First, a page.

My Beretta is a fine pistol. I love the weighty feel of a full metal frame and the softness of the recoil when shooting, it’s very confidence inspiring. If all else fails, I believe the pistol would serve quite admirably as a blunt force instrument. I cannot say the same of my FNS or any Glock that I’ve handled (though my 1911 would probably work just as well).
However, something I have consistently struggled with is the double action pull. The Beretta 92 has a nominal 12 lb double action pull. I have reduced that to about 8 lbs with the installation of a ‘D’ spring, but it still represents a challenge. The popularity of the striker fired pistol (Glock, M&P, FNS, Beretta’s new APX, and others) means that many new shooters have never really dealt with the varying trigger pull weights found in DA/SA pistols like the 92, Sig 226, or HK USP. Others, who are advocates of the crip single action trigger found in designs such as the ubiquitous 1911 scoff at the idea of carrying any handgun in any fashion other than cocked and locked. Many shooters simply look at that first double action pull as a “throw away” shot. However, I don’t think that is a practical outlook. This is especially true in professions like the military, where a DA/SA pistol is what will be issued to you whether you like it or not. In such situations, every shot counts.
The key is in developing the fundamentals of grip and trigger control so that the heavier pull weight does not interfere with sight alignment.
Ernest Langdon wrote an article for pistol-training.com years ago that I found very helpful in this regard. Here is an excerpt:
To develop speed and accuracy with the double action trigger we need to start with accuracy. The speed will mean nothing if you don’t hit the target. Start by shooting groups in double action only. Your group size and the location of the groups should be the same as your single action groups; that’s the goal anyway. Some shooters will find that with proper technique they can shoot a tighter group in double action than in single action.
The key to double action accuracy is keeping the trigger moving. Don’t try and stage the trigger to the point right before the hammer drops. This is a bad habit and will cause what is often called “Now Syndrome!” This is when the shooter stages or preps the trigger to the point right before it is going to break, then cleans up the sight picture so it is perfect and tries to make the shot break “NOW.” The “Now Syndrome” almost always causes the sights and the shot to move off the intended target. Keep the sights in your “aiming area” and keep the trigger moving. (Obviously, if the sights move way off or out of your aiming area, stop pulling the trigger) Try and think of the trigger pull as a “trigger stroke,” and pull through with one smooth stroke of the trigger.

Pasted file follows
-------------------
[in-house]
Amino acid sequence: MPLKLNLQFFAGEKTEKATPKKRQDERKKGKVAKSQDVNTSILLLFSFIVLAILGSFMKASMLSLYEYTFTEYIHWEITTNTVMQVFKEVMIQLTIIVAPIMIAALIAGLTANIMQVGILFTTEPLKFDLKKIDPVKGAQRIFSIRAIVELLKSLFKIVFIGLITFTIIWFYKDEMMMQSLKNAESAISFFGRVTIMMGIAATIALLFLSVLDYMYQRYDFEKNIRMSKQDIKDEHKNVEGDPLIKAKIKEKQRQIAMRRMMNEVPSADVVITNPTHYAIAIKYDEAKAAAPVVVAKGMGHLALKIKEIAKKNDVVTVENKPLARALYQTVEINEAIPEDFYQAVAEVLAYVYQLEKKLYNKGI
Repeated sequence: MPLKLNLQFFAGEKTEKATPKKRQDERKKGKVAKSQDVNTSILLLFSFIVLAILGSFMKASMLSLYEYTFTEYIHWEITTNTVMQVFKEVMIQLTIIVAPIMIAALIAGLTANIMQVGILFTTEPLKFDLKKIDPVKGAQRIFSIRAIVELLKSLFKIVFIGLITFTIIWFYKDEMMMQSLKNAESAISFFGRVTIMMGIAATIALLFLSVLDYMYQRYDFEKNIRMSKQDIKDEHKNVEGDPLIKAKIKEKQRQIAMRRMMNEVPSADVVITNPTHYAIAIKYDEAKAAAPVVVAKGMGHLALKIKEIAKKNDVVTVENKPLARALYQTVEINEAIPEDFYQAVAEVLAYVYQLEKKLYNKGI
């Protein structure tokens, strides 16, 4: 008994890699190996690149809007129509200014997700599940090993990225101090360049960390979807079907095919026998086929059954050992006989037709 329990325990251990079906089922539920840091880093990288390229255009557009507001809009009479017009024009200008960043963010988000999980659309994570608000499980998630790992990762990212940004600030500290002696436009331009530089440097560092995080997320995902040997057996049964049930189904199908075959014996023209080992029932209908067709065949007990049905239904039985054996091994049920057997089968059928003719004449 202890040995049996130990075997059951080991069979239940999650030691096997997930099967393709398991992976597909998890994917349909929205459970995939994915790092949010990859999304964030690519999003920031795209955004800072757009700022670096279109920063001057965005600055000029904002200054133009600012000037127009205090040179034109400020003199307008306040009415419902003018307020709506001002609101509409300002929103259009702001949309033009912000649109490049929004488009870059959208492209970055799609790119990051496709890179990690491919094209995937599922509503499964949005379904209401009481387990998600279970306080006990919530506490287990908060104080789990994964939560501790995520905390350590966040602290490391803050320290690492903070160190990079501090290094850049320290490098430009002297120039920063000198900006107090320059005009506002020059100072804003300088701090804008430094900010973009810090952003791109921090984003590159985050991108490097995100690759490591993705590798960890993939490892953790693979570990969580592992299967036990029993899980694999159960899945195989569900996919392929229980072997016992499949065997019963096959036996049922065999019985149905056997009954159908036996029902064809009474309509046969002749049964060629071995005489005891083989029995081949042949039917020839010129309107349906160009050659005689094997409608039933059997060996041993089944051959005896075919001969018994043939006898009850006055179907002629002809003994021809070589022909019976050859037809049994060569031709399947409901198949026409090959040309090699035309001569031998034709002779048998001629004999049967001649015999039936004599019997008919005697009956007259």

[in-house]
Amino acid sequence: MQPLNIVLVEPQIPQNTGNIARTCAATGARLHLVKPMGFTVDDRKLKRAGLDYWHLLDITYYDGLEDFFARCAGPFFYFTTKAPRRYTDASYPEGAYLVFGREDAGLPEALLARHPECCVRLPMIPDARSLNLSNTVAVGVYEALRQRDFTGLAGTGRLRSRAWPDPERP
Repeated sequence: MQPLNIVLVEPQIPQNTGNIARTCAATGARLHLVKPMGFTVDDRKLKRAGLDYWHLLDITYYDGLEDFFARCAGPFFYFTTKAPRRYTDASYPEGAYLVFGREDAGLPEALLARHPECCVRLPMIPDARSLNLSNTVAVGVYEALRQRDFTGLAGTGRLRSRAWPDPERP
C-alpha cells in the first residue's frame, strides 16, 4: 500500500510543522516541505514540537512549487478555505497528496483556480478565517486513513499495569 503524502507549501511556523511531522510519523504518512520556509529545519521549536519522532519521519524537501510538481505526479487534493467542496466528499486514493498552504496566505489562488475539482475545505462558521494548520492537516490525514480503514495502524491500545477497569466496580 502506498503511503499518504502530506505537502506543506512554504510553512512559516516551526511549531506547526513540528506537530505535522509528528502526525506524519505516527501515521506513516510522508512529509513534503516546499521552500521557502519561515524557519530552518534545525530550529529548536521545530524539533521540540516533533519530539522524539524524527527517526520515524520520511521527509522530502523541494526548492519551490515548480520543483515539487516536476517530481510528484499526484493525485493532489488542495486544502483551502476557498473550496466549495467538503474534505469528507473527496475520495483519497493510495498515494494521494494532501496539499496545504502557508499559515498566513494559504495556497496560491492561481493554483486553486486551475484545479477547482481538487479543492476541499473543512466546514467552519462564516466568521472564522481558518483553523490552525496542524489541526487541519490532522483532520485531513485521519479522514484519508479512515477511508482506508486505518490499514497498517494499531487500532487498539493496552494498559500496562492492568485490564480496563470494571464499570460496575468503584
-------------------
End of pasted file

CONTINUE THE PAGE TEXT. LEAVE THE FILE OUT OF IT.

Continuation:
Pete Lessler also mentions both of these two methods in his book on pistol shooting.
…There are two ways to deal with the pull. You can have either a long, steady, continuous pull until the hammer drops, or it can be a “staged” pull. The staged pull brings the finger about three-quarters of the way back, or to the point just before the hammer is released. There the finger pauses for an instant, while the shooter steadies the gun and verifies the sight picture. At this point, the small remaining part of the pull is applied, which has minimal effect on the sight picture. With a great deal of practice, staging can be done at a speed almost as fast as that with a straight-through pull.
Both methods seem valid to me, and I have traditionally done the “staged” method. However, I continue to find that staging during the double action pull tends to drag my sights slightly to the right upon the moment of hammer release. Perhaps this is an indication that I am “hooking” too much trigger finger and not pulling the trigger straight back. However, I only notice this trend during double action mode. In single action, or firing my FNS, this is a non issue.
Perhaps it is just another sign that I need to continue strengthening the trigger finger and keeping its motion independent of the tension on my other fingers.